Alison Orr and Albina Shashyna

Many universities in the United Kingdom (UK) have been navigating a challenging higher education landscape – characterised by a reduction in number of international students, a cost-of-living crisis, increased operating costs, and home-student fee caps limiting income generation. In such an environment, there is a clear need for strong strategic leadership to weather the storm.

Recognising the important role leaders play in driving both meaningful and lasting change, and proactively equipping leaders with the right skills will help to steer the institutions through the increasingly complex and fast-paced higher education landscape and can lead to a profound cultural shift.

In this article, we will highlight some of the key learnings that make a leadership programme in Higher Education (HE) a success. These learnings were identified from work conducted by Q5 in the UK HE sector and most recently from the University of Surrey case study, where after 6 months of completing a tailored leadership programme, 100% of survey respondents reported observing a positive change in leadership behaviours.

Learning  1 – Universities are not all the same; take a tailored approach and understand the organisational need

Rather than employing a generic, ready-made programme, instead, work with organisational health experts to design a tailored intervention that targets your specific context and challenges.

To ensure the programme is bespoke and university values are deeply embedded, it is necessary to understand the university’s strengths and opportunities for future development. To effectively gather these insights, conduct numerous focus groups with cross-sectional representation and one-to-one interviews – capturing responses from executives, leaders who are the target audience, their direct reports, and Equity, Diversity & Inclusion (EDI) networks.

Using the feedback from colleagues, identify areas for development and define key learning objectives. This will enable the university to begin co-designing and co-creating their Leadership Programme.

Learning 2 – Make conscious design decisions to shape the overall experience

As part of the design stage, set up a Leadership Development Board to input and help co-create the programme, and make a number of conscious decisions which will shape both the feel and experience for the participants. For example:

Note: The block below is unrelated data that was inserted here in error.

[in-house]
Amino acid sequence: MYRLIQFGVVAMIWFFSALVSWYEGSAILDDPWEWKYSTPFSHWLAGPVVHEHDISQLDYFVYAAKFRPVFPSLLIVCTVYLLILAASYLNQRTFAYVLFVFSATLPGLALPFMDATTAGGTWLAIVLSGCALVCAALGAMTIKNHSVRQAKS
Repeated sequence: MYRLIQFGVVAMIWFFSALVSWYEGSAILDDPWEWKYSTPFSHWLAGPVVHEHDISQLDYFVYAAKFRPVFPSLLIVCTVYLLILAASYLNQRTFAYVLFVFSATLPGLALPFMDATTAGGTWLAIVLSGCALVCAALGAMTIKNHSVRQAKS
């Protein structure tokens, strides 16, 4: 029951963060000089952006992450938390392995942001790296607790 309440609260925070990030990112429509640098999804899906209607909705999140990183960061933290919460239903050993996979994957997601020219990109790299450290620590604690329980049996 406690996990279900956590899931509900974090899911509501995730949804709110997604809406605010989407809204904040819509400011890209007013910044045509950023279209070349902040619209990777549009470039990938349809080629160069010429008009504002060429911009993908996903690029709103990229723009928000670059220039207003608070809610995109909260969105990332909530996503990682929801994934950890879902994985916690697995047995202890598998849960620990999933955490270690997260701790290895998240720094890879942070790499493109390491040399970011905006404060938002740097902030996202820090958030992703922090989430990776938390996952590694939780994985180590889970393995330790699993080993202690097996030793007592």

Bring together professional services and academic senior leaders in one programme – allowing for shared learnings and synergies across departments as they develop greater awareness of each other’s challenges. This leads to more communicative, collaborative, and long-lasting relationships.

Maintain cohorts together throughout the programme – allowing the development of stronger connections and trust among participants, enhancing the potential for meaningful and impactful conversations.

Introduce coaching as a leadership style – in an environment where progression and reward are based on knowledge and expertise, shifting towards coaching as a leadership style can be difficult. However, it does help with leading people by empowering them, cultivating and embracing shared trust in each other, and allowing for effective delegation.

Learning 3 – Lean into experiential learning

Make the programme highly interactive by using a variety of experiential learning techniques. These techniques are designed to expose participants to scenarios that evoke emotions – sometimes, quite strong emotions – that mimic potential challenges that may arise in day-to-day work. By developing participants in realistic contexts, and reviewing their ‘performance’ after the activities, leaders will be able to reflect on their real reactions in imperfect environments.

Here, the focus is on the learning process rather than the outcome, with participants put in a controlled yet pressurised environment, where reflections and insights are explored after the experiential activity is complete. In a world where leaders are analytical and data-driven, carefully selected experiential learning activities help participants to connect emotionally with the learning, creating a shared experience and adding an element of excitement and fun.